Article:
There’s the sense that the developer has perhaps aimed too high with the docked profile, while the portable option is well matched with the capabilities of the hardware. Further options or tweaks to resolution could improve living room play, but the one constant is that the physics simulation holds up – an impressive feature bearing in mind how little resources Switch developers have to play with here. It’s a central element to the experience and watching the destruction play out with abandon on a portable really is very engaging – yes, the game is old, but it’s still great fun to play and there’s nothing else like it on the platform.
When the Re-Mars-tered Edition first shipped on the current-gen consoles, we didn’t have the manpower available at the time to cover it – and having checked out PC, PS4 Pro and Xbox One X to get a handle on how well the Switch ported was handled, it’s clear that this was a bad call. This upgraded release really is excellent fun and well worth checking out. Sitting at the top of the console pile is the Xbox One X build, delivering an experience targeting 60 frames per second at 1800p resolution, or else providing a rock solid native 4K at 30fps in quality mode. The high frame-rate mode has some tearing and frame-drops in explosive scenes, but by and large, it holds up – and it’s my preferred way to play.
The PlayStation 4 Pro build is a little weird. Quality mode delivers the same 4K30 as X, but performance is frankly awful – to the point where it may well be the worst performing game we’ve seen on the system. We’re talking OG Lichdom Battlemage levels of bad frame-rate here. Switching to performance mode sorts this issue, but gets nowhere near 60fps, yielding a very inconsistent experience. However, switch the video output of your Pro to 1080p and you get a full HD output that locks closer to 60 frames per second than any other console version of the game. It’s the best way to play on Pro and it’s baffling that this is secreted behind a video output option on the front-end of the console.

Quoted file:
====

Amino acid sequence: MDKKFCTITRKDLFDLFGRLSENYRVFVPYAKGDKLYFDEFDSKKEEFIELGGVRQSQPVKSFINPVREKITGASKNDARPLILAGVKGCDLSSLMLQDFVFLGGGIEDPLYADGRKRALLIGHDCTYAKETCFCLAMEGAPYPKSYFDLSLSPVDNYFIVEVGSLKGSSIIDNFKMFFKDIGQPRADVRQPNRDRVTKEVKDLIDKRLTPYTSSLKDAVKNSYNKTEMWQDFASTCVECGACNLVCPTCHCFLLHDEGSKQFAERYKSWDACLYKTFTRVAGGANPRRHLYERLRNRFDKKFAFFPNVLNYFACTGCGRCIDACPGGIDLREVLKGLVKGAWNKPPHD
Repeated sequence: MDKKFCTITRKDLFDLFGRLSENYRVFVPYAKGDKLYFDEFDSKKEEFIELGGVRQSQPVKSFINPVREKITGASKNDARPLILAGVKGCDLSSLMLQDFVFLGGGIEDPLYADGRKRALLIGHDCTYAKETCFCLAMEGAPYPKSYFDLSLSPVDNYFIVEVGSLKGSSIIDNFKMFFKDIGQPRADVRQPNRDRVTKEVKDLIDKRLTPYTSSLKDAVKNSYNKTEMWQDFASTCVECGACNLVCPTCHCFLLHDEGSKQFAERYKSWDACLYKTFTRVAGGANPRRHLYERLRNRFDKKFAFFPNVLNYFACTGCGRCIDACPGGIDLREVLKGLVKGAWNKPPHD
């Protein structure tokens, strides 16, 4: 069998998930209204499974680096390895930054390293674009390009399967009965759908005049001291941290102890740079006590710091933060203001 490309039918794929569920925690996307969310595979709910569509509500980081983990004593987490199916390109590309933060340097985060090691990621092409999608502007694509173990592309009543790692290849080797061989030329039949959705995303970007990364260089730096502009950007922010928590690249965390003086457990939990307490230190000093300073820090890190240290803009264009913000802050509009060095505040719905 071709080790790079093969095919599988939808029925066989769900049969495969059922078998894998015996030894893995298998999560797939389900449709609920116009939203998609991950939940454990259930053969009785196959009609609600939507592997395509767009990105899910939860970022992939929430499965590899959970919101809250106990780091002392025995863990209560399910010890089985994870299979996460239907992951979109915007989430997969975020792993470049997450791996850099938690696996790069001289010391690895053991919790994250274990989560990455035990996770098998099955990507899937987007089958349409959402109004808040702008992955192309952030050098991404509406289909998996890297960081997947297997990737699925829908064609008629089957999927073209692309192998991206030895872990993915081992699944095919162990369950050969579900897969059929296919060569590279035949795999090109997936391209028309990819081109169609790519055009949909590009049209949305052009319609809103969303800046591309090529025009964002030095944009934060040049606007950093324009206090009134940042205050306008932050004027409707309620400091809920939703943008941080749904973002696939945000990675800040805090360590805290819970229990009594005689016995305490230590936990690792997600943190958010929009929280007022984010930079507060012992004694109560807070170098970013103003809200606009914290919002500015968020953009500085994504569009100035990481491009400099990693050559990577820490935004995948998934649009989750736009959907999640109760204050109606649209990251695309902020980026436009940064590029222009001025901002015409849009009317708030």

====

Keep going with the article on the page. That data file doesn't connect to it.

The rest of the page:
Meanwhile, if you’ve yet to experience the PC build, it’s highly recommended – it’s highly performant, capping out at 250fps (!) with support for any and all pixel counts, up to and including ultrawide display support – I played at 3840×1600 resolution.
Revisiting the Re-Mars-tered Edition has demonstrated that a highly enjoyable game has transitioned nicely from PS3 and Xbox 360 to the current-gen consoles, and now we have a Switch conversion to enjoy too. This release is a bit of a Jekyl and Hyde situation though: portable play in quality mode is by far the best way to experience Red Faction Guerrilla on Switch. Graphics, resolution and performance are well balanced in the quality mode. However, this title is another example of a game that just doesn’t hold up on a modern living room display – and the modes ensure you need to choose between a wobbly performance mode or a sub-par, sub-30fps quality mode. I do think a patch or two could get this aspect of the game into shape, even if it means compromising on resolution. But for portable players, the experience in the here and now is definitely worth checking out.